Nek­tar sells off roy­al­ties on its 2 ap­proved drugs for $150M in cash, re­dou­bling fo­cus on I-O can­di­dates

A lit­tle less than a year ago, an FDA ad­comm unan­i­mous­ly re­ject­ed Nek­tar Ther­a­peu­tics’ opi­oid pro­gram, ef­fec­tive­ly send­ing it to the chop­ping block. Now, look­ing for a quick cash in­fu­sion to fi­nance clin­i­cal tests for two oth­er can­di­dates, Nek­tar will sell off roy­al­ties for its on­ly two ap­proved US med­i­cines.

Roy­al­ties on fu­ture sales of part­ner meds Adyno­vate and Movan­tik will be turned over to Health­care Roy­al­ty Man­age­ment in ex­change for $150 mil­lion in cash, San Fran­cis­co-based Nek­tar an­nounced Tues­day morn­ing. HCR is ex­pect­ed to make the pay­ment by the end of the year, and Nek­tar said it plans to put the funds to­ward clin­i­cal tri­als for its ear­ly- and late-stage im­mune-on­col­o­gy pro­grams tar­get­ing IL-2 and IL-15.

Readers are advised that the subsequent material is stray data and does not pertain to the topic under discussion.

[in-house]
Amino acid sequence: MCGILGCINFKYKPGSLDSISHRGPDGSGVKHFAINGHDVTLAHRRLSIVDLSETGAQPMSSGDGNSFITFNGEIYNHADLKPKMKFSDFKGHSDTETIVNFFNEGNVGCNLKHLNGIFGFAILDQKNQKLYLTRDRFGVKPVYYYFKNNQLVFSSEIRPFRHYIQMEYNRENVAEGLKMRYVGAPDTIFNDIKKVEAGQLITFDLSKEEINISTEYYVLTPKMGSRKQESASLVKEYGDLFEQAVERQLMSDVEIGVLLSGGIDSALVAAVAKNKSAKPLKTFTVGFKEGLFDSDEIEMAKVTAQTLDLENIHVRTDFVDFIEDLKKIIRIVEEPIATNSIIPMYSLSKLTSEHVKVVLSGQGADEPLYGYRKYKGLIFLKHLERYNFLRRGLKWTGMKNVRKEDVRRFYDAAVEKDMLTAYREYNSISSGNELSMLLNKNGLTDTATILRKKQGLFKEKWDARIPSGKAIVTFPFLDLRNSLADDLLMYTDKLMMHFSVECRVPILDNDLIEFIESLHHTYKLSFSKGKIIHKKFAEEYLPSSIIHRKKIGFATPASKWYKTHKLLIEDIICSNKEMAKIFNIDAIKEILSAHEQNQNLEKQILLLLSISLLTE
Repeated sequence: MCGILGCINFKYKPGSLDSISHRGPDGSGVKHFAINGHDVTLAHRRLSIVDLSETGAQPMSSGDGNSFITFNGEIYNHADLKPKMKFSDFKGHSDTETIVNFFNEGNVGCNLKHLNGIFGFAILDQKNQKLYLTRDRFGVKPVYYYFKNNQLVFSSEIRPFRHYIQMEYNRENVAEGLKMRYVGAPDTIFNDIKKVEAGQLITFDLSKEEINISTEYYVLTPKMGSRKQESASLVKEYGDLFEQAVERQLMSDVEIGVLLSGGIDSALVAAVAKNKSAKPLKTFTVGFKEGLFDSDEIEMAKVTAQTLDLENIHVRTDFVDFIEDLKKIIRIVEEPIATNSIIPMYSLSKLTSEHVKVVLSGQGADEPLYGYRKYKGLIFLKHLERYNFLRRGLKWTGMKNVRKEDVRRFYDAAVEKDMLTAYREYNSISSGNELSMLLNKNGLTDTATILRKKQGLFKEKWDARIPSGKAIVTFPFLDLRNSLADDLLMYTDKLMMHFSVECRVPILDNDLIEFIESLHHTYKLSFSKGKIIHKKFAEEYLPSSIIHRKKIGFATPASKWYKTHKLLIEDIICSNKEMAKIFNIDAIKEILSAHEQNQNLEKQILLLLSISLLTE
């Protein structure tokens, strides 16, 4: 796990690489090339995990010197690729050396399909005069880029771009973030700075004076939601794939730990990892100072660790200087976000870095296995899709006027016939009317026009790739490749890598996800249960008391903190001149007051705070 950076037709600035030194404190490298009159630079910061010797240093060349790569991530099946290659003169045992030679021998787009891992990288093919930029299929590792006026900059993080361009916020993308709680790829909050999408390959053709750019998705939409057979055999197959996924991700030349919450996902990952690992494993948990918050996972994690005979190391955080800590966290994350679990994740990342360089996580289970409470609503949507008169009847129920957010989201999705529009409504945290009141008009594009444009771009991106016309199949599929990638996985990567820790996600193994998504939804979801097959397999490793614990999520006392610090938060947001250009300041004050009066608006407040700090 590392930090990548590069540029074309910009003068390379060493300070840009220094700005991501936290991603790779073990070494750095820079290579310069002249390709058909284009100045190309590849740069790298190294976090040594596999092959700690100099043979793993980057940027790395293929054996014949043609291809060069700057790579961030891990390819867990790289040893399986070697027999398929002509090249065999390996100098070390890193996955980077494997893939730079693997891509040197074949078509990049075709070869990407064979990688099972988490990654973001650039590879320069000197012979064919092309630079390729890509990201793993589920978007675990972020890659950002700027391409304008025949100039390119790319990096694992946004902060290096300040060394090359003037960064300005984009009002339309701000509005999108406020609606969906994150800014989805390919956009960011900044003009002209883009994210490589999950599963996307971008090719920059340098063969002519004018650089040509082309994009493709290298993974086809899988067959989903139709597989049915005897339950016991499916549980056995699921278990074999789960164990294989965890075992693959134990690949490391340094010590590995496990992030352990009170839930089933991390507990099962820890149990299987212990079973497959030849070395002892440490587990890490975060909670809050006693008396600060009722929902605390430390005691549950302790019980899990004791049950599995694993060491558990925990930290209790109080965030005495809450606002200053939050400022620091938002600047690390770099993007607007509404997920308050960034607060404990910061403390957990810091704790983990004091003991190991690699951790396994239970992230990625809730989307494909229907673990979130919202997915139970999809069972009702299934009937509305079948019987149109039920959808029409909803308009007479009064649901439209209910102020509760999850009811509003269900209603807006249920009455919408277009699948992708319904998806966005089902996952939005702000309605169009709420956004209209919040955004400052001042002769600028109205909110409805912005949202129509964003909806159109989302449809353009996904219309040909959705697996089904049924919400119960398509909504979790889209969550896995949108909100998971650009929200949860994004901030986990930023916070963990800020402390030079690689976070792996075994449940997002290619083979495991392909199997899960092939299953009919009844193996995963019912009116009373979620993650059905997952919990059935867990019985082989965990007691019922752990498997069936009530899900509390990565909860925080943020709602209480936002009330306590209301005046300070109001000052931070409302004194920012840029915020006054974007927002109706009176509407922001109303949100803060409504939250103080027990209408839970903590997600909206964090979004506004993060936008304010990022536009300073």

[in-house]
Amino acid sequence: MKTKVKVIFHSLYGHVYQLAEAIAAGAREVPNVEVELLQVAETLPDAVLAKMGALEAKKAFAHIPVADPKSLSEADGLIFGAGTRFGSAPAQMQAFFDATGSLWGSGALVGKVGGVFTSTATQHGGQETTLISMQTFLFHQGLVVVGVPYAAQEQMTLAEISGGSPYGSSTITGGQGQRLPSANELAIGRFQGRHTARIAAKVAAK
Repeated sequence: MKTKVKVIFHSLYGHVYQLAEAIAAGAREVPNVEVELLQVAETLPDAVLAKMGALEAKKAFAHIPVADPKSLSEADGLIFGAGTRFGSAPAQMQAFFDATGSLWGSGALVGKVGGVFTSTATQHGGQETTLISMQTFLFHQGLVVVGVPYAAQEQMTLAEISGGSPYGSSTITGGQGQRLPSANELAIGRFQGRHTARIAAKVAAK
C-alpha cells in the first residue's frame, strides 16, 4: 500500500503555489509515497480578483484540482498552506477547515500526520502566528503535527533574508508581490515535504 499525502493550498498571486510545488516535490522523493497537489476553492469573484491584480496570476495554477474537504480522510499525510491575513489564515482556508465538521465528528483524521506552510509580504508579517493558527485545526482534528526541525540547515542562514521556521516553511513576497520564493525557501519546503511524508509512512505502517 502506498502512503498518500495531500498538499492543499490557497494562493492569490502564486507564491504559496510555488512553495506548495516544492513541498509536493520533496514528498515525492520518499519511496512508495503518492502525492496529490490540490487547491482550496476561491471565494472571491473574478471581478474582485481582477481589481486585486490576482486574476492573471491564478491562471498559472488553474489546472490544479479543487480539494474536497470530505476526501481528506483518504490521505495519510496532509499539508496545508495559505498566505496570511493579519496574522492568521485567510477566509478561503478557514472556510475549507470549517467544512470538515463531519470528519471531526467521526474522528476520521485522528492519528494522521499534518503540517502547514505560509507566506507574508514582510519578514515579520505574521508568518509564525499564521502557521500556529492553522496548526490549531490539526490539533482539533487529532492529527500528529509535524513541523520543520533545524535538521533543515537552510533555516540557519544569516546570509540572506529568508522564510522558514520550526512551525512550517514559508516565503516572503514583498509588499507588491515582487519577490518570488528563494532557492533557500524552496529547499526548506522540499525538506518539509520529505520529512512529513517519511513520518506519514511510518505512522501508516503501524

In­vestors were most­ly mut­ed on the news, with Nek­tar $NK­TR shares up as much as 4% in ear­ly Tues­day trad­ing. But by the clos­ing bell, the stock price had fall­en to most­ly flat.

With the deal, HCR is el­i­gi­ble for roy­al­ty pay­ments of up to $210 mil­lion for each drug through 2025; if that fig­ure isn’t met by then, $240 mil­lion for each. Once those num­bers are reached, roy­al­ty rights will be re­turned to Nek­tar.